There is a large body of evidence demonstrating that delaying clamping of the umbilical cord provides benefits for term and preterm infants. These benefits include reductions in mortality in preterm infants and improved developmental scores at 4 years of age in term infants. However, non-breathing or non-vigorous infants at birth are excluded due to the perceived need for immediate resuscitation. Recent studies have demonstrated early physiological benefits in both human and animal models if resuscitation is performed with an intact cord, but this is still an active area of research. Given the large number of ongoing and planned trials, we have brought together an international group that have been intimately involved in the development or use of resuscitation equipment designed to be used while the cord is still intact. In this review, we will present the benefits and limitations of devices that have been developed or are in use. Published trials or ongoing studies using their respective devices will also be reviewed.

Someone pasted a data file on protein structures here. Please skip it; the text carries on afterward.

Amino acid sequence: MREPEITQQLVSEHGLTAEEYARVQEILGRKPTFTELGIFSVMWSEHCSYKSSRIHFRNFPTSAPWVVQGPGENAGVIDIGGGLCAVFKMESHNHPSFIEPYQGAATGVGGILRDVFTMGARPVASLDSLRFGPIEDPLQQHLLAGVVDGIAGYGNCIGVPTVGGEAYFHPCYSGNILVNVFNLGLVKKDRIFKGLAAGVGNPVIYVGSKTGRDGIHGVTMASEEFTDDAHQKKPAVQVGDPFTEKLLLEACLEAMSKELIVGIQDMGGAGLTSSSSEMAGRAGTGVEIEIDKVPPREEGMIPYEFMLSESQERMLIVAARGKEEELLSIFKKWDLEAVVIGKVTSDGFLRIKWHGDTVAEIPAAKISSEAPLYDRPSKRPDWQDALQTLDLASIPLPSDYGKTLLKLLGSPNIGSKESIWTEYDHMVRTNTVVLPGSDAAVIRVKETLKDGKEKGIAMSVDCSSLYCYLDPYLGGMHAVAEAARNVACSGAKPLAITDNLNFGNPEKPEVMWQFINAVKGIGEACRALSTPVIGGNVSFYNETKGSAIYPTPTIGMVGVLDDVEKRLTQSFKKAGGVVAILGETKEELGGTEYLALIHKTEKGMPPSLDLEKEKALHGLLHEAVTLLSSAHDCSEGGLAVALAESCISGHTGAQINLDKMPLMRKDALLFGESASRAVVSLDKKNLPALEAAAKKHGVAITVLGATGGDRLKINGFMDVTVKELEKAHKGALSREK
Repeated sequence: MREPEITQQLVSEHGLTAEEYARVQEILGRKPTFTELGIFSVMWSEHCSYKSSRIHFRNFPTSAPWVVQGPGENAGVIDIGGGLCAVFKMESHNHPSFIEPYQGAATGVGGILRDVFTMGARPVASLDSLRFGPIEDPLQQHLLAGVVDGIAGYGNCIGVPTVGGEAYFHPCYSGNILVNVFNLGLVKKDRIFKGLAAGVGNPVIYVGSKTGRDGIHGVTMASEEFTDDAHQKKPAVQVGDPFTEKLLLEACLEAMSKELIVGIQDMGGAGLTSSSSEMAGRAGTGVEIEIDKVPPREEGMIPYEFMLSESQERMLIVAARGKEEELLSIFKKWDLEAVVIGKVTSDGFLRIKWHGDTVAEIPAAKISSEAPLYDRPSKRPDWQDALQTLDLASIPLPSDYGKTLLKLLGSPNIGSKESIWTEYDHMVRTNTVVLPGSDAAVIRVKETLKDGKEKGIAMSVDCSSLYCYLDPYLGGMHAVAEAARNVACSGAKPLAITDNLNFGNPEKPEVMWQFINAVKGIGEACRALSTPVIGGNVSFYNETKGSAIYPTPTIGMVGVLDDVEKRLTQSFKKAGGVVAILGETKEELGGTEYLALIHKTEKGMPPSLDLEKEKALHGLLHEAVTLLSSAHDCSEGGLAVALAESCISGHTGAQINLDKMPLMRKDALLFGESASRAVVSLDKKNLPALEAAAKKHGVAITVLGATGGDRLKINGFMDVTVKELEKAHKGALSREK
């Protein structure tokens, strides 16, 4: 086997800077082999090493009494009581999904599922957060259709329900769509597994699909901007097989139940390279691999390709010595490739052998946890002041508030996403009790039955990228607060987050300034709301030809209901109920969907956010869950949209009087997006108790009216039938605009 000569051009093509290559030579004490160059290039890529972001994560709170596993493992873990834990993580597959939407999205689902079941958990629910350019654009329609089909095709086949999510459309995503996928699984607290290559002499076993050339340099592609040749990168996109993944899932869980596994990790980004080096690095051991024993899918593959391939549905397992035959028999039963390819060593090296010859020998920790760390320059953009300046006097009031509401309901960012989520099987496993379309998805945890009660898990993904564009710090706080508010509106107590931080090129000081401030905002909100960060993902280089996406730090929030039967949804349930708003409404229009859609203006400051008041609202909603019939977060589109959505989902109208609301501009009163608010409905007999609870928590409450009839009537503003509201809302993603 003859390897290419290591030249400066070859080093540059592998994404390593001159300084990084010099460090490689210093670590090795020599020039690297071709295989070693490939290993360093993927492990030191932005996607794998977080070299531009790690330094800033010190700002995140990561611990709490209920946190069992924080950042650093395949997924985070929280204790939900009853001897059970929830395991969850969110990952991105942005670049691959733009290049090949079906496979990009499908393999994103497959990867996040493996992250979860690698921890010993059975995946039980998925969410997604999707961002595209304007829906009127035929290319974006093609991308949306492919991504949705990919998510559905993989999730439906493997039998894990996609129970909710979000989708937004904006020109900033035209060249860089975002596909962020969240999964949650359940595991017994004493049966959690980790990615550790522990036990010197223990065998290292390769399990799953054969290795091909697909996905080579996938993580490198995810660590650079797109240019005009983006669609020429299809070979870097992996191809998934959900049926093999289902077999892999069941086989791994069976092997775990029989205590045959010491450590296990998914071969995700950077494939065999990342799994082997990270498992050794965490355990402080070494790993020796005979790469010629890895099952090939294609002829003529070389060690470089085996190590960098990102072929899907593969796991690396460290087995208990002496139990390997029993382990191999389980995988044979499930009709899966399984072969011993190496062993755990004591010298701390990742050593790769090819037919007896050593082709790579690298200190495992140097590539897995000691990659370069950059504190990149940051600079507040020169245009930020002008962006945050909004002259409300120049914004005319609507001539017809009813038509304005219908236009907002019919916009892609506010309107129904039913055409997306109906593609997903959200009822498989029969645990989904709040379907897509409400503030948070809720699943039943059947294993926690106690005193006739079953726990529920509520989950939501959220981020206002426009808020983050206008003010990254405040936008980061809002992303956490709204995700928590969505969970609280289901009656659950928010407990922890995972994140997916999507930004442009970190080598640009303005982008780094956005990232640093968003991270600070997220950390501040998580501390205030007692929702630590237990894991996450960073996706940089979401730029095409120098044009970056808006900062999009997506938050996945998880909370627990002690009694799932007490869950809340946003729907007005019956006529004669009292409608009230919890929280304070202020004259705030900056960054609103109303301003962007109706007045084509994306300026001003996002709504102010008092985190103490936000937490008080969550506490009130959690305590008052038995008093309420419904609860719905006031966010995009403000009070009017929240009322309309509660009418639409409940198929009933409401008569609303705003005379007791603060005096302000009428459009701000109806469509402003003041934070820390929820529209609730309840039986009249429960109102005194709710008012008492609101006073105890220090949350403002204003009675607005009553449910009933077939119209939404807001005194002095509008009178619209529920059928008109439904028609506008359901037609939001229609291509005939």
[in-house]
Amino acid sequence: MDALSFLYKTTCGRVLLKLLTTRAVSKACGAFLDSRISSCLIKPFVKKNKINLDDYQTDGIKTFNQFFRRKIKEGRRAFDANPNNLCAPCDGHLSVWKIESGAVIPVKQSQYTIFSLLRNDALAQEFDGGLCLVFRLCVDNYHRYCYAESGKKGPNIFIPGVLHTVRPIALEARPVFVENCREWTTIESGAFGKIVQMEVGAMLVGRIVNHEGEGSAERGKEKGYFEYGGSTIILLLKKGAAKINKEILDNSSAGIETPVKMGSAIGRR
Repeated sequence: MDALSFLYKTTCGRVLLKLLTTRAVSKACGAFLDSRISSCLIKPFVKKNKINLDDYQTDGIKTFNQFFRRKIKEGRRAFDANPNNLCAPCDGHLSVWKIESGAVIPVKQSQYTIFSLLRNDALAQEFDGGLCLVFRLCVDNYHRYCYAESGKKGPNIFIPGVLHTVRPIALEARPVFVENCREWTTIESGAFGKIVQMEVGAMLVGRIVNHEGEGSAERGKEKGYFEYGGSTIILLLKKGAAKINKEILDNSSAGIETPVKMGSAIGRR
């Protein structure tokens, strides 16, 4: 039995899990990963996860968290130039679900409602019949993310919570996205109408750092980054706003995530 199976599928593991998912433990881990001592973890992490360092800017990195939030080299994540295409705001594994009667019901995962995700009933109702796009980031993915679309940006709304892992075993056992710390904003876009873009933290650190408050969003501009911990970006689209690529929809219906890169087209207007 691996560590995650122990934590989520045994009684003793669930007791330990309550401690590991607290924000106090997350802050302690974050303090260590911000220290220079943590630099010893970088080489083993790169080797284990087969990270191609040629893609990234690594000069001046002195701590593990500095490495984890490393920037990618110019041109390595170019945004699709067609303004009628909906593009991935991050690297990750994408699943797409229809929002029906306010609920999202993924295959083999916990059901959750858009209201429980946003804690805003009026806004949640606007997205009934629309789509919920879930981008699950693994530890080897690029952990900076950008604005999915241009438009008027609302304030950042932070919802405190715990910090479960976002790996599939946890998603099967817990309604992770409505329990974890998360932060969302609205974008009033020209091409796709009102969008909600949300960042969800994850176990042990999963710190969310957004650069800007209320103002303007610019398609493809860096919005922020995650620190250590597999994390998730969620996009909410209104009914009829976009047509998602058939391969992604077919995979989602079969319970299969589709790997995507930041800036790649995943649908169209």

Bibliographical noteFunding Information:
In collaboration with biomedical engineers with Alberta Health Services, Canada in 2014, researchers in Calgary developed a resuscitation trolley to be used to initiate resuscitative care for newborns while on placental circulation. The trolley—Integrated Neonatal Support on Placental Circulation with Resuscitation (INSPiRe) was a height-adjustable resuscitation platform mounted with standard newborn resuscitative equipment and was independent of external power or gas supplies. Development of this battery-powered mobile, medical grade steel resuscitation platform equipped with a scale, pre-warmed gel mattress, oxygen and air tanks, blender, T-piece resuscitator, pulse oximeter and suction device was funded by the section of neonatology.
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